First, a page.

After spending more than a year at a less-than-impressive two-star rank, Ford (NYSE: F) has impressed enough top-performing members of our 165,000-strong Motley Fool CAPS community to climb up to a more palatable three stars. A total of 9,598 members have given their opinion on the auto maker, with many of them offering analysis and commentary explaining the recent optimism.

CAPS members like the progress that Ford has made in working its way through the financial crisis and believe it's on the right track for more profits. The company reported better-than-expected second-quarter earnings with profits in every geographic region, and even forecasts a profitable 2010 with a further increase in 2011. Along with U.S. peers General Motors and Chrysler, Ford started the third quarter with positive U.S. July sales gains, setting it apart from the declines at Japanese rivals Toyota (NYSE: TM) and HondaHMC). July sales also rose more than four-fold in India where all-time-high car sales helped boost sales for (NYSE: Tata MotorsTTM), leaving investors bullish on Ford's plans to expand in India and other markets like China and Japan. (NYSE:

The Detroit carmaker also significantly reduced its debt in the quarter and expects to continue paying down more, which, along with its strong profits, earned it an upgraded credit rating from both Standard & Poor's and Fitch. Ford is also aiming to regain its investment grade rating in the next couple of years.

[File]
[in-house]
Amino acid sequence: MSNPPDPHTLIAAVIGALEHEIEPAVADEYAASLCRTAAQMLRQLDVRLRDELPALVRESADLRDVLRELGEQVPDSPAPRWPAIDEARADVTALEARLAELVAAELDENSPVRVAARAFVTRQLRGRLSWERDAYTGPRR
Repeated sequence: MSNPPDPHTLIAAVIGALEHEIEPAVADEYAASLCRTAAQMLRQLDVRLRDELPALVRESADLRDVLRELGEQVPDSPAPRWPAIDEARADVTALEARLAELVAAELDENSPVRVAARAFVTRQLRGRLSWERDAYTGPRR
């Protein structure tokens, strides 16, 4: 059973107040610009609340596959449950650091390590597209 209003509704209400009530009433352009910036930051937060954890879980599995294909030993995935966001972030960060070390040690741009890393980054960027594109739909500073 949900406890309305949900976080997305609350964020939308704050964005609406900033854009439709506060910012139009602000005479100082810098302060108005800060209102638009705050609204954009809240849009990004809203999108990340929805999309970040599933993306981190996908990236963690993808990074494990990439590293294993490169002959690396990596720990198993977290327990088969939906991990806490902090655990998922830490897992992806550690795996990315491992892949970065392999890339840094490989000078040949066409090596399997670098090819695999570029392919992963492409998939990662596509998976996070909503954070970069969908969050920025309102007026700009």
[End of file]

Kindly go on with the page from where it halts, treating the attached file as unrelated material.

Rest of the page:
Ford is also working closely with parts suppliers like TRW and Johnson Controls (NYSE: JCI) to increase efficiency. By simplifying its parts and using more common parts across multiple regions and models, the company is reducing costs that helps boost margins and hence increase its competitiveness.

Investors also see good potential in Ford's shift to greener cars. While other carmakers are pushing into the electric vehicle space -- such as Tesla (Nasdaq: TSLA), who aims to introduce its electric sedan by 2012 -- Ford has plans for a couple of plug-in models in the next couple of years like the Focus. It's already working with Microsoft to utilize its Hohm energy management application for recharging the cars as well.


This article was originally published by The Motley Fool.